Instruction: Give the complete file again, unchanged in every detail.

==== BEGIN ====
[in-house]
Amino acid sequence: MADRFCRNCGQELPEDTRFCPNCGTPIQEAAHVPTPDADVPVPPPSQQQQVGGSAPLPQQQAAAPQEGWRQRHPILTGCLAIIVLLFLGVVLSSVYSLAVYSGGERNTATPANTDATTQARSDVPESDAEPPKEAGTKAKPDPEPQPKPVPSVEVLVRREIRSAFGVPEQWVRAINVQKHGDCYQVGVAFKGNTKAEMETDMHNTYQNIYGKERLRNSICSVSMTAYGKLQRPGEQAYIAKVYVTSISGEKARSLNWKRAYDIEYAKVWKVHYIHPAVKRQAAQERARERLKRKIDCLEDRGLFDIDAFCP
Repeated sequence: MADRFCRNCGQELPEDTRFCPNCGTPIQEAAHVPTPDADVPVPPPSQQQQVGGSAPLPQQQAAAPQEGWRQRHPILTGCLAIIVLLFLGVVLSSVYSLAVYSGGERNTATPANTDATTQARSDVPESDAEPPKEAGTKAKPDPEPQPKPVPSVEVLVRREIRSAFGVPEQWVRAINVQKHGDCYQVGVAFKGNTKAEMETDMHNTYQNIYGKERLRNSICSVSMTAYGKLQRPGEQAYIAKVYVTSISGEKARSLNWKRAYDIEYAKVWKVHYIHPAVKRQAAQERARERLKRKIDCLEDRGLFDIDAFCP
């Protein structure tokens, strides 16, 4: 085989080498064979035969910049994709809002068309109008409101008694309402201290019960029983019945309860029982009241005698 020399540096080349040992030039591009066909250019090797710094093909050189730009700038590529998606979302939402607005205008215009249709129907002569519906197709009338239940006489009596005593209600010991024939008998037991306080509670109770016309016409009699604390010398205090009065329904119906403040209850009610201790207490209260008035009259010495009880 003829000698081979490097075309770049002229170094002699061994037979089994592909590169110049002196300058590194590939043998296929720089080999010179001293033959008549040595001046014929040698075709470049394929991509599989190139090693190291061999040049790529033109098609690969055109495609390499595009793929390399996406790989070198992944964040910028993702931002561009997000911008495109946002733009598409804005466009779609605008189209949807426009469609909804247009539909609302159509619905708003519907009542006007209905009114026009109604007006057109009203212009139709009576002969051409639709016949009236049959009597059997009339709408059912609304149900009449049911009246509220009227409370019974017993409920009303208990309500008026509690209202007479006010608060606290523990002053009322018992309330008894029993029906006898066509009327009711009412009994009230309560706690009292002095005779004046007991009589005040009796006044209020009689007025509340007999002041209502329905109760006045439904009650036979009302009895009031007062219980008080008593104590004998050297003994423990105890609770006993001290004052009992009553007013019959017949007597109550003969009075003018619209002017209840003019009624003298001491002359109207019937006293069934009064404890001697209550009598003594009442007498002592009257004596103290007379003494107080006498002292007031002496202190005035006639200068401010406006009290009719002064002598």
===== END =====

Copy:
[in-house]
Amino acid sequence: MADRFCRNCGQELPEDTRFCPNCGTPIQEAAHVPTPDADVPVPPPSQQQQVGGSAPLPQQQAAAPQEGWRQRHPILTGCLAIIVLLFLGVVLSSVYSLAVYSGGERNTATPANTDATTQARSDVPESDAEPPKEAGTKAKPDPEPQPKPVPSVEVLVRREIRSAFGVPEQWVRAINVQKHGDCYQVGVAFKGNTKAEMETDMHNTYQNIYGKERLRNSICSVSMTAYGKLQRPGEQAYIAKVYVTSISGEKARSLNWKRAYDIEYAKVWKVHYIHPAVKRQAAQERARERLKRKIDCLEDRGLFDIDAFCP
Repeated sequence: MADRFCRNCGQELPEDTRFCPNCGTPIQEAAHVPTPDADVPVPPPSQQQQVGGSAPLPQQQAAAPQEGWRQRHPILTGCLAIIVLLFLGVVLSSVYSLAVYSGGERNTATPANTDATTQARSDVPESDAEPPKEAGTKAKPDPEPQPKPVPSVEVLVRREIRSAFGVPEQWVRAINVQKHGDCYQVGVAFKGNTKAEMETDMHNTYQNIYGKERLRNSICSVSMTAYGKLQRPGEQAYIAKVYVTSISGEKARSLNWKRAYDIEYAKVWKVHYIHPAVKRQAAQERARERLKRKIDCLEDRGLFDIDAFCP
């Protein structure tokens, strides 16, 4: 085989080498064979035969910049994709809002068309109008409101008694309402201290019960029983019945309860029982009241005698 020399540096080349040992030039591009066909250019090797710094093909050189730009700038590529998606979302939402607005205008215009249709129907002569519906197709009338239940006489009596005593209600010991024939008998037991306080509670109770016309016409009699604390010398205090009065329904119906403040209850009610201790207490209260008035009259010495009880 003829000698081979490097075309770049002229170094002699061994037979089994592909590169110049002196300058590194590939043998296929720089080999010179001293033959008549040595001046014929040698075709470049394929991509599989190139090693190291061999040049790529033109098609690969055109495609390499595009793929390399996406790989070198992944964040910028993702931002561009997000911008495109946002733009598409804005466009779609605008189209949807426009469609909804247009539909609302159509619905708003519907009542006007209905009114026009109604007006057109009203212009139709009576002969051409639709016949009236049959009597059997009339709408059912609304149900009449049911009246509220009227409370019974017993409920009303208990309500008026509690209202007479006010608060606290523990002053009322018992309330008894029993029906006898066509009327009711009412009994009230309560706690009292002095005779004046007991009589005040009796006044209020009689007025509340007999002041209502329905109760006045439904009650036979009302009895009031007062219980008080008593104590004998050297003994423990105890609770006993001290004052009992009553007013019959017949007597109550003969009075003018619209002017209840003019009624003298001491002359109207019937006293069934009064404890001697209550009598003594009442007498002592009257004596103290007379003494107080006498002292007031002496202190005035006639200068401010406006009290009719002064002598």